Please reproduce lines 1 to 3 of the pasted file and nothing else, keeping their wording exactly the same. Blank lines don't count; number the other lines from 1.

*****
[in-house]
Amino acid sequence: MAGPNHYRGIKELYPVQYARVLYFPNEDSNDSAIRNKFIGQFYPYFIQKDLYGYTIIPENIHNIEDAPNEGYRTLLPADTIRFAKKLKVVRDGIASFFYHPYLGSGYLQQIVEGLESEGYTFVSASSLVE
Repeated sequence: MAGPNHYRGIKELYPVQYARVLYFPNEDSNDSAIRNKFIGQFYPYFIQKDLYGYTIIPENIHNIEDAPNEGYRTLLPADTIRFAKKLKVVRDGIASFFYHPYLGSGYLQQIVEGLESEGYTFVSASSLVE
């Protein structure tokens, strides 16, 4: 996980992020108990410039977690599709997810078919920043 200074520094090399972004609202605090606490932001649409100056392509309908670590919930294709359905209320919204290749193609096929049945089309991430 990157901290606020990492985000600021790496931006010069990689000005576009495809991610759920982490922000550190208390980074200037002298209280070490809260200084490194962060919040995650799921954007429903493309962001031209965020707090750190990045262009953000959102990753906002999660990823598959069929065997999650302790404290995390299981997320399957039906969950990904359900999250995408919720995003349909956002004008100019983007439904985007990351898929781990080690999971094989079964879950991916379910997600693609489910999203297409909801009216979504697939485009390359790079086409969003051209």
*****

[in-house]
Amino acid sequence: MAGPNHYRGIKELYPVQYARVLYFPNEDSNDSAIRNKFIGQFYPYFIQKDLYGYTIIPENIHNIEDAPNEGYRTLLPADTIRFAKKLKVVRDGIASFFYHPYLGSGYLQQIVEGLESEGYTFVSASSLVE
Repeated sequence: MAGPNHYRGIKELYPVQYARVLYFPNEDSNDSAIRNKFIGQFYPYFIQKDLYGYTIIPENIHNIEDAPNEGYRTLLPADTIRFAKKLKVVRDGIASFFYHPYLGSGYLQQIVEGLESEGYTFVSASSLVE